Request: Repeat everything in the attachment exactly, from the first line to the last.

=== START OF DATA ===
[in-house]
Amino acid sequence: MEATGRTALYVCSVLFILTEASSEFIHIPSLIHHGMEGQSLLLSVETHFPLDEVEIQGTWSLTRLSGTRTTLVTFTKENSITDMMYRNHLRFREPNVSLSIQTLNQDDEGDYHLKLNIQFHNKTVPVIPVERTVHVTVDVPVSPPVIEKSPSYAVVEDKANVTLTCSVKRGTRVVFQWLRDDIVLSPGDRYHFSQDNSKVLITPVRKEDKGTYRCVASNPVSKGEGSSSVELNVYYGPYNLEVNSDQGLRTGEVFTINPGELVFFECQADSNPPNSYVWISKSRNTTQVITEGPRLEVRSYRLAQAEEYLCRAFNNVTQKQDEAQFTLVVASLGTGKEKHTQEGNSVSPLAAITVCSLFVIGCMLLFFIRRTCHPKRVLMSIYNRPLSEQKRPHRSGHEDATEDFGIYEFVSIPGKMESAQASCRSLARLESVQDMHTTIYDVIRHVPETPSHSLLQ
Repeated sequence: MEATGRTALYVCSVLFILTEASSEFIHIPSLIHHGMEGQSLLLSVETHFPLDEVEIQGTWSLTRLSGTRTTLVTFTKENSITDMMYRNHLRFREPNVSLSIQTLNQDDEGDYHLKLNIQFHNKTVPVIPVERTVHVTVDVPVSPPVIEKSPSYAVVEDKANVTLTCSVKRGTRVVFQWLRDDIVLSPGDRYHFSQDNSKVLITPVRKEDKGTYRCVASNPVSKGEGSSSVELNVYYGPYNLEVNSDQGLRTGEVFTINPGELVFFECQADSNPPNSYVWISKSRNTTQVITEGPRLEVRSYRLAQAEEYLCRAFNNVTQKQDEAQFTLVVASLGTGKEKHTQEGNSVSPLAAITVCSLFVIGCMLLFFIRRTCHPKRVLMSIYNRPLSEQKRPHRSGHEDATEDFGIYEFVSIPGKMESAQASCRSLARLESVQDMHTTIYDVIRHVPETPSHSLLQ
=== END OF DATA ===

[in-house]
Amino acid sequence: MEATGRTALYVCSVLFILTEASSEFIHIPSLIHHGMEGQSLLLSVETHFPLDEVEIQGTWSLTRLSGTRTTLVTFTKENSITDMMYRNHLRFREPNVSLSIQTLNQDDEGDYHLKLNIQFHNKTVPVIPVERTVHVTVDVPVSPPVIEKSPSYAVVEDKANVTLTCSVKRGTRVVFQWLRDDIVLSPGDRYHFSQDNSKVLITPVRKEDKGTYRCVASNPVSKGEGSSSVELNVYYGPYNLEVNSDQGLRTGEVFTINPGELVFFECQADSNPPNSYVWISKSRNTTQVITEGPRLEVRSYRLAQAEEYLCRAFNNVTQKQDEAQFTLVVASLGTGKEKHTQEGNSVSPLAAITVCSLFVIGCMLLFFIRRTCHPKRVLMSIYNRPLSEQKRPHRSGHEDATEDFGIYEFVSIPGKMESAQASCRSLARLESVQDMHTTIYDVIRHVPETPSHSLLQ
Repeated sequence: MEATGRTALYVCSVLFILTEASSEFIHIPSLIHHGMEGQSLLLSVETHFPLDEVEIQGTWSLTRLSGTRTTLVTFTKENSITDMMYRNHLRFREPNVSLSIQTLNQDDEGDYHLKLNIQFHNKTVPVIPVERTVHVTVDVPVSPPVIEKSPSYAVVEDKANVTLTCSVKRGTRVVFQWLRDDIVLSPGDRYHFSQDNSKVLITPVRKEDKGTYRCVASNPVSKGEGSSSVELNVYYGPYNLEVNSDQGLRTGEVFTINPGELVFFECQADSNPPNSYVWISKSRNTTQVITEGPRLEVRSYRLAQAEEYLCRAFNNVTQKQDEAQFTLVVASLGTGKEKHTQEGNSVSPLAAITVCSLFVIGCMLLFFIRRTCHPKRVLMSIYNRPLSEQKRPHRSGHEDATEDFGIYEFVSIPGKMESAQASCRSLARLESVQDMHTTIYDVIRHVPETPSHSLLQ